A look to the schedule of the Supercomputing Conference (SC10) in New Orleans (November 13-19, 2010) shows that Switzerland is being represented in panels, doctoral research showcases and as a ACM Gordon Bell Finalist.
Will Sawyer (CSCS) will be chair of the technological thrust area Addressing Climate Change Uncertainties.
Each year, the SC Technical Program highlights key thrust areas that are integrated throughout the various components of the program to showcase the SC community’s impact on these new and emerging fields. For SC10, the technological thrust areas are climate simulation, heterogeneous computing and data-intensive computing. Read on scientificcomputing.org an article introducing the three thrust areas.
Sadaf R. Alam (CSCS) is member of the Technical Paper program committee and of the Performance Committee. Sadaf will be Chair of doctoral research showcase, has an accepted technical paper (co-author) on Optimal Utilization of Heterogeneous Resources for Biomolecular Simulations and will present a poster at PGAS booth.
John Biddiscombe (CSCS) will moderate the Panel Parallel I/O: Libraries and Applications, Making the Most of Resources.
The need for parallel IO is becoming ever more pressing – With several libraries available, some more established than others, and some seemingly filling niche roles for particular scientific domains, the developer has a difficult time choosing the right library, and getting the best performance from it. If parallel file systems can be scaled up to support more and more IO nodes and metadata servers, then is the issue of raw bandwidth a ‘solved’ problem? If so, how can library developers ensure that scientific applications get the maximum performance without requiring extensive understanding of the underlying methods and issues. In this panel, we bring together developers of some of the leading parallel IO libraries used in the scientific computing community and ask how they can be best used by developers (such as climate modelers) producing prodigious amounts of data and how will the libraries change to meet future needs.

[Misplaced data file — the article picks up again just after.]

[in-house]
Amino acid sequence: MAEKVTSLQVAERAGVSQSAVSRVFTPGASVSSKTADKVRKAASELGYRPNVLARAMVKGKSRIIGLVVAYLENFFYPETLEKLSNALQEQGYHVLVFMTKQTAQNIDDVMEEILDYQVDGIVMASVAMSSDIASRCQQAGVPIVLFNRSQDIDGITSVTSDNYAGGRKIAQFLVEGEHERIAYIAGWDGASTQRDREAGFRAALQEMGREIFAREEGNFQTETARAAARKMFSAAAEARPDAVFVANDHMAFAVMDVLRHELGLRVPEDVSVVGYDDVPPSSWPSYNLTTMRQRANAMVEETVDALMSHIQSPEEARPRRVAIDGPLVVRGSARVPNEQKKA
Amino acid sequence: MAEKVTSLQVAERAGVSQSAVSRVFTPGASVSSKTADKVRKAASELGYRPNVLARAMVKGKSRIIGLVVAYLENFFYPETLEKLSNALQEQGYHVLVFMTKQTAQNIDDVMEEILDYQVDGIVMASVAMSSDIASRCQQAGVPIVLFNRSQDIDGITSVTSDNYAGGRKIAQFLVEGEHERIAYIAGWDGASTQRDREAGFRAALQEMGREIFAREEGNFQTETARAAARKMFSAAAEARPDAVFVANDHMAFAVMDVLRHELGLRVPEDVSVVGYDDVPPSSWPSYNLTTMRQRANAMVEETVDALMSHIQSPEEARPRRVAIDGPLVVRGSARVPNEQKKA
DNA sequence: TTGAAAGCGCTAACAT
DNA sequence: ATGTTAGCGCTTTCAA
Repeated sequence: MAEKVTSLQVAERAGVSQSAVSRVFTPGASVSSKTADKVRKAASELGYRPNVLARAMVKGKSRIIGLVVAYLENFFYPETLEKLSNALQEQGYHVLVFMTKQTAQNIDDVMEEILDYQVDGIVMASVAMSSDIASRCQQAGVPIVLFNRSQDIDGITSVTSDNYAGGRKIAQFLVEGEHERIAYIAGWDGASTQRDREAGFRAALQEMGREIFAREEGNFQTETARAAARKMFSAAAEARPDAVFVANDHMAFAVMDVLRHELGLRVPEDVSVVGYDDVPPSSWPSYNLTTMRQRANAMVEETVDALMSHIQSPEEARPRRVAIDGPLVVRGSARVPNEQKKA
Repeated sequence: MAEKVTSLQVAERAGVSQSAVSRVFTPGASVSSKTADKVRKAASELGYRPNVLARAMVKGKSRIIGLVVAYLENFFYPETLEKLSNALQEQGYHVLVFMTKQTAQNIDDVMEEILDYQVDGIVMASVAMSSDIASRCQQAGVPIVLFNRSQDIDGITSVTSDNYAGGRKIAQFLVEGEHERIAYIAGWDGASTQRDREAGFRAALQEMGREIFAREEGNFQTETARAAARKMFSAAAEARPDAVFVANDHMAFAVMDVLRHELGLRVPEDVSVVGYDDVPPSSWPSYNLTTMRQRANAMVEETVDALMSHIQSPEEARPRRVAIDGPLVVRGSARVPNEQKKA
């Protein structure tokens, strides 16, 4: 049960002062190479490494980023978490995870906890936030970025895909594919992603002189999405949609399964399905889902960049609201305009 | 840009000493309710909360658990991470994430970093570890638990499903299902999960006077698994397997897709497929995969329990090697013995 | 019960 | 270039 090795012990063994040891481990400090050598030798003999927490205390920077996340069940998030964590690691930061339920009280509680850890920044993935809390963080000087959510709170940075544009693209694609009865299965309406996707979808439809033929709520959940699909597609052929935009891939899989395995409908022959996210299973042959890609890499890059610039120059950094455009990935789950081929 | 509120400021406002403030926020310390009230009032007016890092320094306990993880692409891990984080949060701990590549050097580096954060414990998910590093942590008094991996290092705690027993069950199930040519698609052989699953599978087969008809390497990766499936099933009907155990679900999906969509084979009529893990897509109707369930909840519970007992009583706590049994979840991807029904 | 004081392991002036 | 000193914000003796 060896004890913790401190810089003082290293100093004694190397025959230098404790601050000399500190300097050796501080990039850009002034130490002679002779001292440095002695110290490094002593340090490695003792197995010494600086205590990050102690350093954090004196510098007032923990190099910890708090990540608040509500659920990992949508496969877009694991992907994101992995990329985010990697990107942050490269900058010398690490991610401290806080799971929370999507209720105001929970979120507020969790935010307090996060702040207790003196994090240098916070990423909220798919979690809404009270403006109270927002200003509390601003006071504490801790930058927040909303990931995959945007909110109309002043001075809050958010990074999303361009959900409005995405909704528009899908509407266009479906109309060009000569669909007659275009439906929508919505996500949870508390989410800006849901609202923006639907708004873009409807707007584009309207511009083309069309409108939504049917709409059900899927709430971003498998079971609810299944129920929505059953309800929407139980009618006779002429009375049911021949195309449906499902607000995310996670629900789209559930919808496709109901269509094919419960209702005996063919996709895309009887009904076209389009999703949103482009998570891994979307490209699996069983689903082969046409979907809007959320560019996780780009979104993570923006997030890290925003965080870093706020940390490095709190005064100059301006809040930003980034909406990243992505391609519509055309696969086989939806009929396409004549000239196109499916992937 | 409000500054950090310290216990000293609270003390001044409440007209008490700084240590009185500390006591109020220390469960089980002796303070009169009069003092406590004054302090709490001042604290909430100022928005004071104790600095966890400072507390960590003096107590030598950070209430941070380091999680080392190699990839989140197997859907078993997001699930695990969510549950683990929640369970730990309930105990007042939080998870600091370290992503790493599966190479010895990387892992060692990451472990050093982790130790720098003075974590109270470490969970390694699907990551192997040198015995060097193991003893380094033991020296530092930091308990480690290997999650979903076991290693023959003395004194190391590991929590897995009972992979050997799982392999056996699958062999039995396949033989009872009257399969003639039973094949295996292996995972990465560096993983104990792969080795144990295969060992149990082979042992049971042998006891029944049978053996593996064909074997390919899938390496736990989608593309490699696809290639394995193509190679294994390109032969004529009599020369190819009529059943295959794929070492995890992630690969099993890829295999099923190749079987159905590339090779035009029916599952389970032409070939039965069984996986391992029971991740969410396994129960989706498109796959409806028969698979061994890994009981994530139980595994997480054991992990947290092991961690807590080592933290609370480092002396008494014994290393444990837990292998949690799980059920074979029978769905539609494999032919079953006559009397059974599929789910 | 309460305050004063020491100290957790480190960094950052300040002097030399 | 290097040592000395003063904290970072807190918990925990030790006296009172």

Anton Kozhevnikov (ETH Zürich), Adolfo G. Eguiluz (University of Tennessee, Knoxville) and Thomas C. Schulthess (ETH Zürich/CSCS) are ACM Gordon Bell finalists and will present Toward First Principles Electronic Structure Simulations of Excited States and Strong Correlations in Nano- and Materials Science.
Methods based on the many-body Green’s function are generally accepted as the path forward beyond Kohn-Sham based density functional theory, in order to compute from first principles electronic structure of materials with strong correlations and excited state properties in nano- and materials science. Here we present an efficient method to compute the screened Coulomb interaction W, the crucial and computationally most demanding ingredient in the GW method, within the framework of the all-electron Linearized Augmented Plane Wave method. We use the method to compute from first principles the frequency dependent screened Hubbard U parameter for La2CuO4, the canonical parent compound of several cuprate high-temperature superconductors. These results were computed at scale on the Cray XT5 at ORNL, sustaining 1.30 petaflop. We discuss the details of the algorithm and implementation that allowed us to reach high efficiency and minimal time to solution on today’s petaflops supercomputers.